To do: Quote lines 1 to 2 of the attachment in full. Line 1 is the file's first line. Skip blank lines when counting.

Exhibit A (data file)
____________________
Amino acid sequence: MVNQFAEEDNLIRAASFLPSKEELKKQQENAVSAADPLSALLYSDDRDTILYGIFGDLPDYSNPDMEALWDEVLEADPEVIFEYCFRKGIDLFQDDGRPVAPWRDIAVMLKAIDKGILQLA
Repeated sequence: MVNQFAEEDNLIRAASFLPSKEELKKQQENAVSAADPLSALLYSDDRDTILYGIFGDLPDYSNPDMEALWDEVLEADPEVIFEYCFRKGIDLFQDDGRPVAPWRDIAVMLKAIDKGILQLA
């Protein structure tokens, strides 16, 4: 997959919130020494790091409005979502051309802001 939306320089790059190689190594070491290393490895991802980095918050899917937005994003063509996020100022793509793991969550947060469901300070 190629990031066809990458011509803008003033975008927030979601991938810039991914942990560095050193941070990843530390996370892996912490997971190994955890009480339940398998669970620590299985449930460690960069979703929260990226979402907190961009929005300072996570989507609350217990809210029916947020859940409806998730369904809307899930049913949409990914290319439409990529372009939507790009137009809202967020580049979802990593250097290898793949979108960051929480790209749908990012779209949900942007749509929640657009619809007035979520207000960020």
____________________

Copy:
Amino acid sequence: MVNQFAEEDNLIRAASFLPSKEELKKQQENAVSAADPLSALLYSDDRDTILYGIFGDLPDYSNPDMEALWDEVLEADPEVIFEYCFRKGIDLFQDDGRPVAPWRDIAVMLKAIDKGILQLA
Repeated sequence: MVNQFAEEDNLIRAASFLPSKEELKKQQENAVSAADPLSALLYSDDRDTILYGIFGDLPDYSNPDMEALWDEVLEADPEVIFEYCFRKGIDLFQDDGRPVAPWRDIAVMLKAIDKGILQLA